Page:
Lighting the candle on the Yule Log each evening is nice, because it brings us to focus on newness; our dreams and goals for the future, our gratitude for the things that we have done this year, and hope to move onto in the coming year. We remember the ties and experiences that we have enjoyed our family, friends, and including those of our family and friends that have passed on. To me Yule is a season to celebrate our joys, to honor life and its many gifts, and to rest and reflect on our experiences, whether good or bad; it makes us stronger and better.
The actual Yule Log is partially burned on Christmas Eve or Christmas day, Others wait and burn the remaining piece in February, around Groundhogs day, or the Feast of St. Brigit.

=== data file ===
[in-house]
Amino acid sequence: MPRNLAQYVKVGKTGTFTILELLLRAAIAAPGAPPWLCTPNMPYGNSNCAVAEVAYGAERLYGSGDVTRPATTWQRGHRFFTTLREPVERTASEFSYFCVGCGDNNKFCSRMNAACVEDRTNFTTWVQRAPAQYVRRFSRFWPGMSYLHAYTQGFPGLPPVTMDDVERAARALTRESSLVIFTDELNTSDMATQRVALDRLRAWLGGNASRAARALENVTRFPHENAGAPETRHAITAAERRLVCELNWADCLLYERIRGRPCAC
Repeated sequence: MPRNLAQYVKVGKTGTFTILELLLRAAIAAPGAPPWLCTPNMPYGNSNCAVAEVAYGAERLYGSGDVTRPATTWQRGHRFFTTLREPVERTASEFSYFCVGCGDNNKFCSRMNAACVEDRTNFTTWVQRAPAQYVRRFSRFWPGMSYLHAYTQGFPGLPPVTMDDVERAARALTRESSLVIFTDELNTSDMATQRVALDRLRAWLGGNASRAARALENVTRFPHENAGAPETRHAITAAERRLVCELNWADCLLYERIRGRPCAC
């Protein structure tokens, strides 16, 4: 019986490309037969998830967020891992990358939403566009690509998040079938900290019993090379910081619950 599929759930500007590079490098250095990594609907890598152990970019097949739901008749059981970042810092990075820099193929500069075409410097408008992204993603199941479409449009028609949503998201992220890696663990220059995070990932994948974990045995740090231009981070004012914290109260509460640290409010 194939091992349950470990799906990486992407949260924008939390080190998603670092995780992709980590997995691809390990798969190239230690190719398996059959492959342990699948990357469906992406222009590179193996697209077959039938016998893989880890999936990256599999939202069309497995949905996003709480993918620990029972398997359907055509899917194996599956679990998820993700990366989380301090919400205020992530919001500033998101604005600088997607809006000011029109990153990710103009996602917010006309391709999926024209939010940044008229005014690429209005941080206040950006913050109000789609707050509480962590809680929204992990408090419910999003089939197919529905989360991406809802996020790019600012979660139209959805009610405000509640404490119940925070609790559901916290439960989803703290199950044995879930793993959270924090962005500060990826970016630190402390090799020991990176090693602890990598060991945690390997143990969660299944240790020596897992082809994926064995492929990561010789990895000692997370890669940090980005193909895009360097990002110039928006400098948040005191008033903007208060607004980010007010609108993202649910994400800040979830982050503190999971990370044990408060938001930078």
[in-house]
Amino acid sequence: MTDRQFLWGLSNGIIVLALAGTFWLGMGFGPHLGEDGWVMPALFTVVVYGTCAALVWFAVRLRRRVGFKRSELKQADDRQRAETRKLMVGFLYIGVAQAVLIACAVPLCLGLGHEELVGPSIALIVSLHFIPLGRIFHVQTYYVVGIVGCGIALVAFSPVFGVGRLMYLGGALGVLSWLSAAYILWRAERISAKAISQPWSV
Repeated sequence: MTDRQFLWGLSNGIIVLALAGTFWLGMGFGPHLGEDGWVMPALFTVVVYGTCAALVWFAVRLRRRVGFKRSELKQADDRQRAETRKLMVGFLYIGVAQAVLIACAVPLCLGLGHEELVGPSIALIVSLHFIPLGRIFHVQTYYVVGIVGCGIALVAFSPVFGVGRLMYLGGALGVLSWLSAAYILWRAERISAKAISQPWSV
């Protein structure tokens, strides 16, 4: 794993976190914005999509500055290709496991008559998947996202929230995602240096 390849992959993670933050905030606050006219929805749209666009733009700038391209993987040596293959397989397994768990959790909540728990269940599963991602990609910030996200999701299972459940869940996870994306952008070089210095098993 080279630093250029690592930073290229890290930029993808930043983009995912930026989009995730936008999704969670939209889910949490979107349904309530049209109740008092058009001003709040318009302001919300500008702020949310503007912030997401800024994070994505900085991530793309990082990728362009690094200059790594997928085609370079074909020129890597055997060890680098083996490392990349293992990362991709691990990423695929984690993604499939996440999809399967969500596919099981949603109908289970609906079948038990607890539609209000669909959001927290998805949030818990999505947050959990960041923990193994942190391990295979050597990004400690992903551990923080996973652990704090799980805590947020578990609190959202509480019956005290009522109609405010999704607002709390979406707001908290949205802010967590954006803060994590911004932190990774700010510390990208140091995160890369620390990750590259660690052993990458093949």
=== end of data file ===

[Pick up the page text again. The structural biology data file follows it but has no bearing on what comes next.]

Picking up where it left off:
The ashes are saved and can be spread around your home outside to bring luck and good fortune. February 2, marks the pagan holiday of Imbolc. There are many Yule Log traditions, so this one is mine ,and I hope that you enjoy the Yule tides of this season.”
However you choose to celebrate the season, may you bring in health, happiness! Remember the intention is the most important! We hope you have fun this season if you decide to bring in any Yule traditions.
Thanks for reading and Happy Yule,
Kaddie and Marita